Prolonged stress can also damage your brain cells and make you lose the capacity to remember things. Stress disrupts your neuroendocrine and immune systems and appears to trigger a degenerative process in your brain that can result in Alzheimer’s disease. Stress can also accelerate aging by shortening your telomeres – the protective genetic structures that regulate how your cells age.

In the words of Dr. Lissa Rankin, author of Mind Over Medicine:

“Our bodies know how to fix broken proteins, kill cancer cells, retard aging, and fight infection. They even know how to heal ulcers, make skin lesions disappear and knit together broken bones!

But here’s the kicker — those natural self-repair mechanisms don’t work if your natural healthy body frequencies are stressed!

The Dutch Famine Study is not the only scientific research to show that your mental and physical health can be permanently affected by childhood stress and trauma. The Adverse Childhood Experiences (ACE) study is an ongoing research project that analyzes the relationship between stressful childhood experiences and health outcomes later in life. There is a very strong correlation between childhood stress and many diseases, including cancer, depression, and heart disease.

ACE is examining the effects of:

  • Recurrent physical abuse
  • Recurrent emotional abuse
  • Contact sexual abuse
  • An alcohol and/or drug abuser in the household
  • An incarcerated household member
  • Someone who is chronically depressed, mentally ill, institutionalized, or suicidal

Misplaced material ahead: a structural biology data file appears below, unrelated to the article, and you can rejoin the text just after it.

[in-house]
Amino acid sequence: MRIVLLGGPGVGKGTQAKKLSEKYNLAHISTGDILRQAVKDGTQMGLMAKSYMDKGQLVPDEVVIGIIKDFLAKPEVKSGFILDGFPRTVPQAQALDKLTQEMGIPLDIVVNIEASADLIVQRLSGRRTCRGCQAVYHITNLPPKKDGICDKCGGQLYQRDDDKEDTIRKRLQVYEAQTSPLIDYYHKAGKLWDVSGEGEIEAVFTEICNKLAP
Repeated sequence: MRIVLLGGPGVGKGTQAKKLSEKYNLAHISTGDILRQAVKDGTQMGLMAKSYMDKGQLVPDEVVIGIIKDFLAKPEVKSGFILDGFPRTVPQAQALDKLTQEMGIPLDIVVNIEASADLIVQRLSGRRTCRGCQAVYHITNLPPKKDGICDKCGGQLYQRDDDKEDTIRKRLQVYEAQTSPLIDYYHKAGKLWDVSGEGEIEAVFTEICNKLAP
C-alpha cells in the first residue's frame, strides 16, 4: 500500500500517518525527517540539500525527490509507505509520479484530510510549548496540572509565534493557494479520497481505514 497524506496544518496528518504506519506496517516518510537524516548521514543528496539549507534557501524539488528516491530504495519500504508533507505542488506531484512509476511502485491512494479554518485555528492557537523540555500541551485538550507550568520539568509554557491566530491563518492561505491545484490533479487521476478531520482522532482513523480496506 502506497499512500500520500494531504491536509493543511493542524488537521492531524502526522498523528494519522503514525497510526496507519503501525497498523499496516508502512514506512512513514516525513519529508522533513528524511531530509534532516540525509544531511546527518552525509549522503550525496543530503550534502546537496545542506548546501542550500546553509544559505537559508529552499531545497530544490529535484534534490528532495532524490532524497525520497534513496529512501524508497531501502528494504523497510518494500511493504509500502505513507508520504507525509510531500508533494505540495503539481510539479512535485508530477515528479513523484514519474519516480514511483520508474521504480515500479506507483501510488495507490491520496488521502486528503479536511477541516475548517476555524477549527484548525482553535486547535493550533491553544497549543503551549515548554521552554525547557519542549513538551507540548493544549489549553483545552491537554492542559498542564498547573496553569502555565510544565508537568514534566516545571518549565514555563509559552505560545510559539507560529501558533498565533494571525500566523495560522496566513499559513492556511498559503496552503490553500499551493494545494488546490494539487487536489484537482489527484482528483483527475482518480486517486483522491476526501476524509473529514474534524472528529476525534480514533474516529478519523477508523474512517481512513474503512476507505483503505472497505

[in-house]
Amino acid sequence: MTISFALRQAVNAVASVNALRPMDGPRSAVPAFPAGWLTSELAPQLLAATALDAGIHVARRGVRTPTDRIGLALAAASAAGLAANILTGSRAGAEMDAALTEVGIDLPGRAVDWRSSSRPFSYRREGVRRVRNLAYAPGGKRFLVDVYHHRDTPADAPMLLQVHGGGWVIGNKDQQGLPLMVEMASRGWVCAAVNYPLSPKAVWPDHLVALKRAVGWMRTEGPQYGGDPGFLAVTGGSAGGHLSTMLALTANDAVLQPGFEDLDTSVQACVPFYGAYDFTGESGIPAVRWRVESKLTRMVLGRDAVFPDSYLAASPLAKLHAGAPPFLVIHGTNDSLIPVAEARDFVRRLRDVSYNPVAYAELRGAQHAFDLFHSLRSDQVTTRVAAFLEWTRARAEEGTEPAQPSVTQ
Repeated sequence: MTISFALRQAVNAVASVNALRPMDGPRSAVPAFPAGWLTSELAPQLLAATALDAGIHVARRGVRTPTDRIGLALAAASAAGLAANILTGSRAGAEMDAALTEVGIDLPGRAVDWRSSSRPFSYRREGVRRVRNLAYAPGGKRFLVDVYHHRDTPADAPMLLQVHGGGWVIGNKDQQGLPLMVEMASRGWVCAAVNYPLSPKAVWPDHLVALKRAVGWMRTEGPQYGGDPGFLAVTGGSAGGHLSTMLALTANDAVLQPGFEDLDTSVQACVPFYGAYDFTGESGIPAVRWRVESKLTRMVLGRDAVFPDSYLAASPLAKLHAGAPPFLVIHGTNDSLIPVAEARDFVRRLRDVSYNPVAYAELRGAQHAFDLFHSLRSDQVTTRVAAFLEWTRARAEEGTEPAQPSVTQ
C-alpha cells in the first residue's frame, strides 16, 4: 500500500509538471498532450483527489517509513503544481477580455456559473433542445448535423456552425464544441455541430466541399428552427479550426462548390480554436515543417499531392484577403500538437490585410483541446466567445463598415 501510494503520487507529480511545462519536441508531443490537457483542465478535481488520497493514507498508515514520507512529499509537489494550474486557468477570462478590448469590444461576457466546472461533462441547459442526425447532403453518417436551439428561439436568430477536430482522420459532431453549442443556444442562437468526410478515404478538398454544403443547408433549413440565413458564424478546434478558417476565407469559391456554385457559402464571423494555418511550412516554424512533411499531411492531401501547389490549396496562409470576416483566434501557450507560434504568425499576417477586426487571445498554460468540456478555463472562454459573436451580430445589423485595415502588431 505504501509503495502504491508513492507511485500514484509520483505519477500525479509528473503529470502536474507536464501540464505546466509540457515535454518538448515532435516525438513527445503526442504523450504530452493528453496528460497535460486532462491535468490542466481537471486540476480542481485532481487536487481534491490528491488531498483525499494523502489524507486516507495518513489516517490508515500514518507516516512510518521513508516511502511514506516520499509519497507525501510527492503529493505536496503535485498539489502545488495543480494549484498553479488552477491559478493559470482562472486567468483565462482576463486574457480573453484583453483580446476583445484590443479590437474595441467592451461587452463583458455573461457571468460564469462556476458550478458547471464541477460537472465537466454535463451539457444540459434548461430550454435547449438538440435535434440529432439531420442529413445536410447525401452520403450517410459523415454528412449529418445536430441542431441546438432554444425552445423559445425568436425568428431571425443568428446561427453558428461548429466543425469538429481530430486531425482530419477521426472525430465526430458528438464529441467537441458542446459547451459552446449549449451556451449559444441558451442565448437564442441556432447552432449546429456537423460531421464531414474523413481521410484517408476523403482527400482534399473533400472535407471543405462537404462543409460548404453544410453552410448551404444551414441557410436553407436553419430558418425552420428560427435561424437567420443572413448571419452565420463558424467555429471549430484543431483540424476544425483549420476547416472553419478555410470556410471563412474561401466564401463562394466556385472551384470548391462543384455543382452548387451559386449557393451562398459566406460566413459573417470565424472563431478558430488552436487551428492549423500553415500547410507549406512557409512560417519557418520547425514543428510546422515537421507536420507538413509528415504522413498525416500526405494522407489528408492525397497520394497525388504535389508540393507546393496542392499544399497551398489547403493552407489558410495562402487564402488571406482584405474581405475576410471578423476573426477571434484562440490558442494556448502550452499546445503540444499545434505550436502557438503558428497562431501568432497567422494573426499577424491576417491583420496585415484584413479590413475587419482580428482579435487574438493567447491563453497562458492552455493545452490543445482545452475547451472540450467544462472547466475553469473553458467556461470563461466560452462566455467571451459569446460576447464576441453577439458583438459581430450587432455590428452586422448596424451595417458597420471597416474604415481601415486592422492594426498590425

• Mother is treated violently
  • One or no parents
  • Emotional or physical neglect

These traumas in life can now be dealt with through alternative practices.

Public enemy number one

The stress hormone cortisol, released by your adrenal glands as part of the “fight-or-flight” response, is the master hormone that regulates many aspects of your body’s stress response. However, cortisol levels are typically elevated across the board in today’s culture, to the detriment of mental and physical health. The impact stress is having on society as a whole is so profound that Psychology Today calls cortisol Public Enemy Number One.

Evidence of the societal effects of unmanaged stress is disturbingly evident on the evening news, with seemingly ever-increasing episodes of anger, violence, bullying, suicides, and mass shootings, which are unfortunate, albeit extreme examples of what happens when people cannot cope with their stress.

When you have effective stress reduction tools, you and your children are mentally and physically healthier, more resilient and less likely to be depressed, sick, or violent.

Is It Time to Send Yourself to Rehab?

Sapolsky’s baboons prove that stress is not inevitable. You can change your environment and your responses. And as you learn how to effectively decrease your stress level, your cortisol will stabilize, your blood pressure will drop, and your health will improve in just about every way. I’ll tell you more about using frequency to de-stress yourself soon – its new and its working well. But first things first.

It’s important to realize that stress management isn’t something you save up to do on the weekend – it needs to be done on a daily basis, because that’s how often stress rears its ugly head. There are many different stress reduction techniques, and what works for you may not work for another.

Although good food choices, adequate sleep, exercising, mind exercises, music, laughter and meditation are possible part solutions, you need to firstly build, balance and strengthen your immune system and insure it has the natural ability to know the good from the bad cells and is running at a healthy frequency.

If you already have a dreaded disease or even a dormant one, your first step is to take Transfer Factors – a natural immune booster molecule – to strengthen the correct immune cells to take out any disease you are carrying.

Download a Free e-Book on cancer by clicking here

Health is our BirthRight,
Michael Plumstead

To contact me personally click here